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2007-02-25
Broomfield, CO. Wal-Mart Forms Astro-Turf “Customers” Group

Wal-Mart already has a supercenter in the city of Broomfield, Colorado, but they want to build another one. So they are organizing their own customers to look like a grassroots movement. On September 21, 2006, Sprawl-Busters reported that city officials in Broomfield had offered to pay for 49% of the cost of site acquisition of a turkey processing plant for a Wal-Mart supercenter -- a deal that would subsidize Wal-Mart to the tune of $7.85 million, funded by taxpayers. A group was formed to oppose this tax giveaway, called Broomfield First, and their first order of business was to get the City Council to delay accepting a bid from Wal-Mart for the land deal. Wal-Mart says it can't afford the whole asking price, and subsidies from the city are needed. Any sales tax that does not go back to the city is lost revenue. If the deal between the buyer and the seller requires millions in welfare from the city's taxpayers, then the deal is not worth doing. In October, 2006, the city council rejected the Wal-Mart offer on a 5-4 vote, and sent the landowner and the retailer back to the drawing board. Now the city is making a second offer for developers to propose reuse of the poultry processing plant. Broomfield First, has been collecting hundreds of signatures to present to the Broomfield City Council on February 27th. To counter the grassroots citizen's group, Wal-Mart created an "astro-roots" group, ironically called the Broomfield Customers Action Network. (Wal-Mart apparently sees these people as "customers" not "citizens.") Wal-Mart's group, CAN, is collecting names from shoppers at the Wal-Mart Supercenter. "This was an overt Wal-Mart action to counter our true grassroots efforts," Dorothy Rawsky told the Broomnfield Enterprise. Rawsky helped organize the Broomfield First group after talking to Sprawl-Busters. "This is not coming from the citizens. You don't pay an agency to collect signatures and call it a grassroots effort." Wal-Mart's confirmed they are financing Broomfield CAN, but told the newspaper, "It is a grassroots group. The definition of grassroots is reaching out to the people. What we're doing is reaching out to the thousands of Broomfield citizens to get their support for the Wal-Mart." The city send out a new plan to 450 developers, they claim, but have received no responses yet. "People are angry," Rawsky told the Enterprise. "They feel like council isn't listening to them. Retail dollars can be brought in without resorting to bottom-feeding Wal-Mart." The CAN fliers claim that Wal-Mart is the only retailer "willing or able to help Broomfield tackle the enormity" of the cleanup needed at the site. Yet environmental clean up is not even necessary at the site. The turkey plant building has to be torn down. "As far as environmental cleanup, there's nothing that we know of, no heavy metals or anything like that," said a representative of the landowner. "They have agreed to take on the demolition of the building and that's big."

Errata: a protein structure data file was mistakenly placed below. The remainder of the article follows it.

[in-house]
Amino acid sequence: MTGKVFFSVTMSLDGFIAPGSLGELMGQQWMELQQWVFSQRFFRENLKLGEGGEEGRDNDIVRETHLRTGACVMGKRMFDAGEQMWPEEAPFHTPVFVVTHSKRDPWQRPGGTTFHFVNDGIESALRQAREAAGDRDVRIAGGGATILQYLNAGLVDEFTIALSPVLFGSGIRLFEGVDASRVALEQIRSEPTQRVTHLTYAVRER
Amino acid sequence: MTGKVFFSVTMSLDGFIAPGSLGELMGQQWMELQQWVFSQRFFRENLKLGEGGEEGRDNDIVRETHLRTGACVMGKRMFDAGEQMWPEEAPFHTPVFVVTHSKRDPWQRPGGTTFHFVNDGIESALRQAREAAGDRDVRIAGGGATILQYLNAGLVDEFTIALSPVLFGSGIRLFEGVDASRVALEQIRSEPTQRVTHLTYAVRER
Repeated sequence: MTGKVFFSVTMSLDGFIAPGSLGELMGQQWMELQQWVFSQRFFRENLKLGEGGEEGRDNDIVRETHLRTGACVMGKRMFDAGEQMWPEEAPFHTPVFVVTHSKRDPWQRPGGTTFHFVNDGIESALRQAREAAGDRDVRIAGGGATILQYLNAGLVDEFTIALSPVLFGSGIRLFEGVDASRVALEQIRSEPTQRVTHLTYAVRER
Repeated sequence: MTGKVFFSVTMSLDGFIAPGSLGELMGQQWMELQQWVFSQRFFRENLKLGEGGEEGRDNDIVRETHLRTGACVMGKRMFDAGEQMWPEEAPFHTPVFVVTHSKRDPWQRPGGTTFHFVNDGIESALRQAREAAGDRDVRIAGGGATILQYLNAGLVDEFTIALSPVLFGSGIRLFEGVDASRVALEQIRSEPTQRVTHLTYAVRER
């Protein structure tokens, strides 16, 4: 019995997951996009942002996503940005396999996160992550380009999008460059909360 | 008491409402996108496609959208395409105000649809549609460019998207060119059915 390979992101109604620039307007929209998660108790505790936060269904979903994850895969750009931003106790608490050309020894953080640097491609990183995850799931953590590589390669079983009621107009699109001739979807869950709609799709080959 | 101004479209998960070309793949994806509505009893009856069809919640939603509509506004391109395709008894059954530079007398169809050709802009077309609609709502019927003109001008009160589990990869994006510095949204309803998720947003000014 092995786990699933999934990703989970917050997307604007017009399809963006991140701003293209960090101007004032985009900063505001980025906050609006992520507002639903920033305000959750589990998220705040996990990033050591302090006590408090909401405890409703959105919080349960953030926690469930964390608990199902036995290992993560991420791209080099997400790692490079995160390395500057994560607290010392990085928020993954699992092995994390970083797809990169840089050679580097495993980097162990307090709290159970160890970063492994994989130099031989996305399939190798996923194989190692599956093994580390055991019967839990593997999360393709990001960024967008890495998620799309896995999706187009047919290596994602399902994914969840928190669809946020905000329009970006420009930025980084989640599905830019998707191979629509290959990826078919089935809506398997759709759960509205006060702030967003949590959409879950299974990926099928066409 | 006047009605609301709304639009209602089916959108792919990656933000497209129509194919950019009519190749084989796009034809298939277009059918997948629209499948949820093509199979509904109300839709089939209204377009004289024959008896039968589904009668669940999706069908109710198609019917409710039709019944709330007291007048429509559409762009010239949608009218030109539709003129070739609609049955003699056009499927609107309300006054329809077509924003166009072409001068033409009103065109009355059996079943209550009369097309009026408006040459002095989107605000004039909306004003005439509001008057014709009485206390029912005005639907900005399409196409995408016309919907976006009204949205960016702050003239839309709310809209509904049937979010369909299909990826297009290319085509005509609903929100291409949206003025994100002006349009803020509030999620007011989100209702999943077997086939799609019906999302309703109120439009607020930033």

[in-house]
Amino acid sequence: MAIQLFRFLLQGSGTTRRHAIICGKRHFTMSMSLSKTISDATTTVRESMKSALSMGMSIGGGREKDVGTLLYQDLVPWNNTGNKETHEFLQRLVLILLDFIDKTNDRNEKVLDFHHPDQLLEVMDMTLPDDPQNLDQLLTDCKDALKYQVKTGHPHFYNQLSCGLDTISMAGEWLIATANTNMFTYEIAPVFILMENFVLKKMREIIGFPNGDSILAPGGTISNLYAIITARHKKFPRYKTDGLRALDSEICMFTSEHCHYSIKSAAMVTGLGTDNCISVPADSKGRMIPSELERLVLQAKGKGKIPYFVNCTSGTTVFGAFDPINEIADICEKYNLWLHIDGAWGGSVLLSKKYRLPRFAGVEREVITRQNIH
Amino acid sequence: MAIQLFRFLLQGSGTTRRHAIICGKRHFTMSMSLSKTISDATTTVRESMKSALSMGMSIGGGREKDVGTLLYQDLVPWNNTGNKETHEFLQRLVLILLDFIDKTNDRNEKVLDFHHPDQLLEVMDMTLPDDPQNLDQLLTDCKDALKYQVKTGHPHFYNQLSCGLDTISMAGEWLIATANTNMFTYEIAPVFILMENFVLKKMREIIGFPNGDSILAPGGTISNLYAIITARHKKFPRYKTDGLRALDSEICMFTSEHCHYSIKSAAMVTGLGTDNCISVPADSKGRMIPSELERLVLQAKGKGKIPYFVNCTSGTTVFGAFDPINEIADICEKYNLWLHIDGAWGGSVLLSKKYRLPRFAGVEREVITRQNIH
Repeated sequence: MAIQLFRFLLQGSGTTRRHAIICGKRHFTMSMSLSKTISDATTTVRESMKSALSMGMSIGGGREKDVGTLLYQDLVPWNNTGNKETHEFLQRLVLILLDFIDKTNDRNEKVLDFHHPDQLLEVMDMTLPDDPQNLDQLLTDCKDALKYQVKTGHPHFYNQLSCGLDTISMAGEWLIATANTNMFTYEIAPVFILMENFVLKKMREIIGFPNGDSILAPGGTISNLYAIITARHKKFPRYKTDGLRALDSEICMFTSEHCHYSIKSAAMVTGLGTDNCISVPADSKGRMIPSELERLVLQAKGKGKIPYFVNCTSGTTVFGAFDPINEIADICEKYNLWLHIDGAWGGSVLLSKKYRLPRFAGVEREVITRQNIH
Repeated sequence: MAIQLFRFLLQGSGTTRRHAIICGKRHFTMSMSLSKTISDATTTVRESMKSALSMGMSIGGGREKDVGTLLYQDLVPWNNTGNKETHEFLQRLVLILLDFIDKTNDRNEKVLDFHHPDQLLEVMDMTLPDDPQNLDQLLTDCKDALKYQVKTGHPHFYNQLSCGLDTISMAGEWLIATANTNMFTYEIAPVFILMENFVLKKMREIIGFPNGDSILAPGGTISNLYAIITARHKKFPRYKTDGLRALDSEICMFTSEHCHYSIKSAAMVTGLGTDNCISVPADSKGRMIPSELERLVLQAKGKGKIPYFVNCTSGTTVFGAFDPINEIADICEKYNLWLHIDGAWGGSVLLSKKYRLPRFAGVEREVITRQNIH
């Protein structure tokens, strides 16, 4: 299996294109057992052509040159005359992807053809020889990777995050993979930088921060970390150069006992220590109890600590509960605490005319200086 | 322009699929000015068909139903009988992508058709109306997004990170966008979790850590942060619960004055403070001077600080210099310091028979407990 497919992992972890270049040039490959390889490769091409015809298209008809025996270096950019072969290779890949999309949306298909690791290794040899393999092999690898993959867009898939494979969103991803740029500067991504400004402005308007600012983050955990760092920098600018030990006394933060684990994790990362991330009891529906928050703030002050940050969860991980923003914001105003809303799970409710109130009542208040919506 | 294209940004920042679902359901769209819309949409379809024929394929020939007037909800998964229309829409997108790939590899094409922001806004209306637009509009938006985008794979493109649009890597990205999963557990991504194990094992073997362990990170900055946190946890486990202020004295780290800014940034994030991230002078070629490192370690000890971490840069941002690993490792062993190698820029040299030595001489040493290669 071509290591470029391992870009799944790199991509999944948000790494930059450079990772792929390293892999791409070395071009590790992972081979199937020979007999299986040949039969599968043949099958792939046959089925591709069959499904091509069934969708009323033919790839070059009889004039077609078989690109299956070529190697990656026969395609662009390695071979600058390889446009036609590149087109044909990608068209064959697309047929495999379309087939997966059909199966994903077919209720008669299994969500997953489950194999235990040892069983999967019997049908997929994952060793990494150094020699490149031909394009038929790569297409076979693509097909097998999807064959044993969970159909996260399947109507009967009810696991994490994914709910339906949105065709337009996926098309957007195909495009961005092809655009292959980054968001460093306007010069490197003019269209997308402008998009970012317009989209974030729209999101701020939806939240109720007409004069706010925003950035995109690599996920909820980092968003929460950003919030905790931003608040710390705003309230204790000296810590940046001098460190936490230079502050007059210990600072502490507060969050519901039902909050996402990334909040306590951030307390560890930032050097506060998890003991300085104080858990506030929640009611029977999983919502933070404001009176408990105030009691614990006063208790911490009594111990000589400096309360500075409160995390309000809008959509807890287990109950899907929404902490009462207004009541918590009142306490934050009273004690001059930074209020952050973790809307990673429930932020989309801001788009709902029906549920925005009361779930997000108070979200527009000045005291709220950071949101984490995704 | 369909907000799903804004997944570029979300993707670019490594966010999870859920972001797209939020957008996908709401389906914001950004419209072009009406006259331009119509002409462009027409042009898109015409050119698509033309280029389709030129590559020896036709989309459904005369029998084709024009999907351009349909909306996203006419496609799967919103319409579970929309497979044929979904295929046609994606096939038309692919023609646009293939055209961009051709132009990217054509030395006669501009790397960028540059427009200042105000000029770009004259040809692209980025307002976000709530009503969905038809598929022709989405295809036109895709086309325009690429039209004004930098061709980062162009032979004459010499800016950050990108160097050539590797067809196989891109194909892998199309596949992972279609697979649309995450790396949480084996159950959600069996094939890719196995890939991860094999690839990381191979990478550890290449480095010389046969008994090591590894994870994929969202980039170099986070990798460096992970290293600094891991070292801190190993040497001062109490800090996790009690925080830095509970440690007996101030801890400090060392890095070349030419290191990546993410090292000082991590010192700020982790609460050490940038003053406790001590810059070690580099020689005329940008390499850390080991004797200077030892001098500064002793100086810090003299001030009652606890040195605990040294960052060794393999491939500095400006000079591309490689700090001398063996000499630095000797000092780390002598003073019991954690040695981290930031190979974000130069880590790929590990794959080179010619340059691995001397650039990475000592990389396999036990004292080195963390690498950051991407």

What you can do: Wal-Mart has defended its need to "buy" a "customers group" to lobby for its plan. It's called "astro-turfing" when a corporation finances a phony citizen's group. Wal-Mart has been doing it for the past 15 years or more. "Frequently, when we deal with a new store process," the Wal-Mart public affairs rep said, "we deal with a very effective minority of well-intentioned people that are in opposition to Wal-Mart. The very vast and silent majority are in support." The City Council may decide on a plan by late March. It is not clear if the city still intends to pay for almost half of the cost of acquiring the land, which amounts to a $7.8 million subsidy to Wal-Mart. Wal-Mart always claims its opponents are a "special interest" or "small minority," even when they lose a vote at the ballot. This Wal-Mart proposal is an economic turkey for Broomfield. They already have one supercenter, and there are 11 Wal-Marts within 15 miles of Broomfield, including superstores in Broomfield, Westminster, Thornton, Lakewood, Brighton, and Denver. For earlier stories, search Newsflash by "Broomfield."










 
 
"Norman has become the guru of the anti-Wal-Mart movement" ~ 60 Minutes

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